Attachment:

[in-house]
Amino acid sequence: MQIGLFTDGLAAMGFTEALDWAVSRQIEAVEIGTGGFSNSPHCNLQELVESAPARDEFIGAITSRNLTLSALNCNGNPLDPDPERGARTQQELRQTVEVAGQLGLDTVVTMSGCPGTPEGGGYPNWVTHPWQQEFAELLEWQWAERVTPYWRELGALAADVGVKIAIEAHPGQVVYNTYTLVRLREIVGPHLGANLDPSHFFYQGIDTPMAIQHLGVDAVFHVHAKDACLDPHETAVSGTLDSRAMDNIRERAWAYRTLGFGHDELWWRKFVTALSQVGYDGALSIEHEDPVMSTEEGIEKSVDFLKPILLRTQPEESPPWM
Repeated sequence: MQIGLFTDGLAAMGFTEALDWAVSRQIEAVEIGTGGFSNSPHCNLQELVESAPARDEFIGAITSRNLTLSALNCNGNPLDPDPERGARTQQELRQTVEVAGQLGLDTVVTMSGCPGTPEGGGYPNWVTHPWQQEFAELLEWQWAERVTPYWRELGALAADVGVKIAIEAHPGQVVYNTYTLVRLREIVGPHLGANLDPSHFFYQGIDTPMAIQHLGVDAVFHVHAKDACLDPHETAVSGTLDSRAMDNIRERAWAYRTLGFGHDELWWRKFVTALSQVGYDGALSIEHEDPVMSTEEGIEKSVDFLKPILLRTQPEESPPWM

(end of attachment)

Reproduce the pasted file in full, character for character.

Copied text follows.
[in-house]
Amino acid sequence: MQIGLFTDGLAAMGFTEALDWAVSRQIEAVEIGTGGFSNSPHCNLQELVESAPARDEFIGAITSRNLTLSALNCNGNPLDPDPERGARTQQELRQTVEVAGQLGLDTVVTMSGCPGTPEGGGYPNWVTHPWQQEFAELLEWQWAERVTPYWRELGALAADVGVKIAIEAHPGQVVYNTYTLVRLREIVGPHLGANLDPSHFFYQGIDTPMAIQHLGVDAVFHVHAKDACLDPHETAVSGTLDSRAMDNIRERAWAYRTLGFGHDELWWRKFVTALSQVGYDGALSIEHEDPVMSTEEGIEKSVDFLKPILLRTQPEESPPWM
Repeated sequence: MQIGLFTDGLAAMGFTEALDWAVSRQIEAVEIGTGGFSNSPHCNLQELVESAPARDEFIGAITSRNLTLSALNCNGNPLDPDPERGARTQQELRQTVEVAGQLGLDTVVTMSGCPGTPEGGGYPNWVTHPWQQEFAELLEWQWAERVTPYWRELGALAADVGVKIAIEAHPGQVVYNTYTLVRLREIVGPHLGANLDPSHFFYQGIDTPMAIQHLGVDAVFHVHAKDACLDPHETAVSGTLDSRAMDNIRERAWAYRTLGFGHDELWWRKFVTALSQVGYDGALSIEHEDPVMSTEEGIEKSVDFLKPILLRTQPEESPPWM